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Every time there’s global financial upheaval, the obligations of parents toward their adult children grow.

Remember the “boomerang kids” of the 2010s? The economic disruptions caused by the global financial crisis caused them to move back home with their parents, who found themselves providing all kinds of financial support. Not just extra groceries for the household, but paying cellphone bills, subsidizing car insurance premiums, helping with student loans and more.

The COVID-19 pandemic is quietly adding a new burden on parents. It’s taking what was once a custom of helping your adult kids buy a house and turning it into a duty to provide gifts worth tens of thousands of dollars. Parents are asking, “How else will my kids get into a housing market that keeps getting more expensive all across the country?”

We may soon need a rewrite of the financial planning handbook for families. Parents used to struggle to save for retirement in the child-raising years, then pour it on when their kids became financially self-reliant. Adult children moving back home might have slowed this progression, but it wasn’t a potential difference-maker in the same way as financing a house down payment.

Can families afford the down payment help we’re seeing these days and a well-funded retirement? The financial planners of the country have their hands full trying to answer this question. Will we see parents using their registered retirement savings plans for themselves and devoting their tax-free savings accounts to a house down payment for their adult children?

The amount of money going into parental down payment gifts is rising at the same time as anxiety levels about saving for retirement. A recent survey of 300 Canadians by Natixis Investment Managers found a growing level of pessimism about retirement as a result of factors such as inflation, low interest rates and government debt.

There’s no question what a parent’s top saving priority should be – it’s retirement. Cover it off, nail it down. Then, find a way to help your kids if that’s what you want to do.

So says a personal finance guy. What parents are actually doing is responding to yet a new demand on their finances to support their kids.

Parental financial support has been part of home buying since forever, but it has now reached a tipping point. A recent CIBC Economics report said almost 30 per cent of first-time buyers have been getting gifts of money for down payments, and the average amount of help is $82,000. Back in 2015, around 20 per cent of buyers received an average $52,000.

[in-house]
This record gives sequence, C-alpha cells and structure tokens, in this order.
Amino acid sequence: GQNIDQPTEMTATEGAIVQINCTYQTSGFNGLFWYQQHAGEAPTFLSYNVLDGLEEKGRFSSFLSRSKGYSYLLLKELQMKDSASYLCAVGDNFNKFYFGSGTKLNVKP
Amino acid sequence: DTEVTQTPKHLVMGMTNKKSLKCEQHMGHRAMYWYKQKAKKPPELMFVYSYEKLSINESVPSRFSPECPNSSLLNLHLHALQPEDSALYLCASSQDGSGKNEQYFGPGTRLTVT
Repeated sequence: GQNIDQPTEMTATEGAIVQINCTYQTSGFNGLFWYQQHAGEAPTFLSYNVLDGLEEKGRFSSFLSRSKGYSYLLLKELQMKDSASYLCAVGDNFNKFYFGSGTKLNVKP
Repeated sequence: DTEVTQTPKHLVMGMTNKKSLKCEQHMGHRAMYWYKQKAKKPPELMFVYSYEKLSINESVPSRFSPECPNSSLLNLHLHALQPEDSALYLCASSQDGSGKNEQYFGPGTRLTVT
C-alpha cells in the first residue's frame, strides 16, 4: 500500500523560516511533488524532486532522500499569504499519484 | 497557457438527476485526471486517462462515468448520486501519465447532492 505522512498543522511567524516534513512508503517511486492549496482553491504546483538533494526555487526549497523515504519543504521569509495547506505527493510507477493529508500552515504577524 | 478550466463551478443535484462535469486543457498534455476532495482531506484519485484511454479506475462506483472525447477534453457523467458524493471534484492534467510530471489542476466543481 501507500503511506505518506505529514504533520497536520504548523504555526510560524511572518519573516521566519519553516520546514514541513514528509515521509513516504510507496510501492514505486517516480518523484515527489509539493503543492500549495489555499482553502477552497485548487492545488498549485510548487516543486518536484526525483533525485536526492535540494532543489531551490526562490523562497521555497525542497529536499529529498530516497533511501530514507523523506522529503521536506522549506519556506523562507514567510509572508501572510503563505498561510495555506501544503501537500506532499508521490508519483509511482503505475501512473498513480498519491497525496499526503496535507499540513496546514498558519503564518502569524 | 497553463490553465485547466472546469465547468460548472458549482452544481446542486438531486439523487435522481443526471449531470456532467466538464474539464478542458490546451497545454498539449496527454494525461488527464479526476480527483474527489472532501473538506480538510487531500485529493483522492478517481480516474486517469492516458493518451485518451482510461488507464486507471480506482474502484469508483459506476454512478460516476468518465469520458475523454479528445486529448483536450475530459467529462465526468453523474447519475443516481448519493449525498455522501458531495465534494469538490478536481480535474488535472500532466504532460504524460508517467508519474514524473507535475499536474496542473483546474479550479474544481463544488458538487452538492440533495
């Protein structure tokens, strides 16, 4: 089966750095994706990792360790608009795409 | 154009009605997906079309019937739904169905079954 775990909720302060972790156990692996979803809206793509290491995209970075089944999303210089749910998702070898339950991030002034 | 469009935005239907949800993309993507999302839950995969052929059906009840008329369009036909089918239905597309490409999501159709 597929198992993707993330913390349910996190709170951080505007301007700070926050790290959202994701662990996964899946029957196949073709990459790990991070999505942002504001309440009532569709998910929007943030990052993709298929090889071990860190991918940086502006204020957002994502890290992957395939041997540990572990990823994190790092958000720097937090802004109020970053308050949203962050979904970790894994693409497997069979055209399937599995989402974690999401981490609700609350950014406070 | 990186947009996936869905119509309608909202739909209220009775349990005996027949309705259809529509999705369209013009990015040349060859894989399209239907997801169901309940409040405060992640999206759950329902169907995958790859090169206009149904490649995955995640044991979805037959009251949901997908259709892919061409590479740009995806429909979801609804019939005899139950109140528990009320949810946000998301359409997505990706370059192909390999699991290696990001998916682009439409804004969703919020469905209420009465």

The reason why more parents are handing more money to their adult children to buy homes is that there’s no other way for these young adults to get into the housing market right now. The pandemic accelerated an already fast pace of home price increases, far outstripping the ability of twenty- and thirtysomethings to save for a down payment.

Ten years ago, I wrote a book called How Not to Move Back in With Your Parents: The Young Person’s Complete Guide to Financial Empowerment. I recall a narrative back then of parents being burdened with the cost of having to support adult children who should, by the standards of past eras, been financially self-sufficient.

Now, we have parents willingly, even aggressively, committing to far larger financial commitments. The CIBC report found that in addition to the support given to first-time buyers, almost 9 per cent of buyers moving up in the market got help from parents.

Some of this parental support is simply an early inheritance. A high-net-worth couple might hand $82,000 to a child now rather than waiting decades and passing it along through their estate. But CIBC Economics has pegged the total amount of parental down payment support over the past year at $10-billion. Can this amount of money, paid to almost one in three buyers, come strictly from high-net-worth families?

The more likely explanation is that the demographic of parents helping with down payments is growing along with the amount of money given. It’s becoming normal to give your adult kids tens of thousands of dollars to buy a house. Where once you chipped in with down payment money, now you’re the main source of funds.

And then the next financial crisis will arrive. Don’t rule out this outcome: Retired parents helping to fund the retirement of their own kids.

Are you a young Canadian with money on your mind? To set yourself up for success and steer clear of costly mistakes, listen to the Globe’s award-winning Stress Test podcast.

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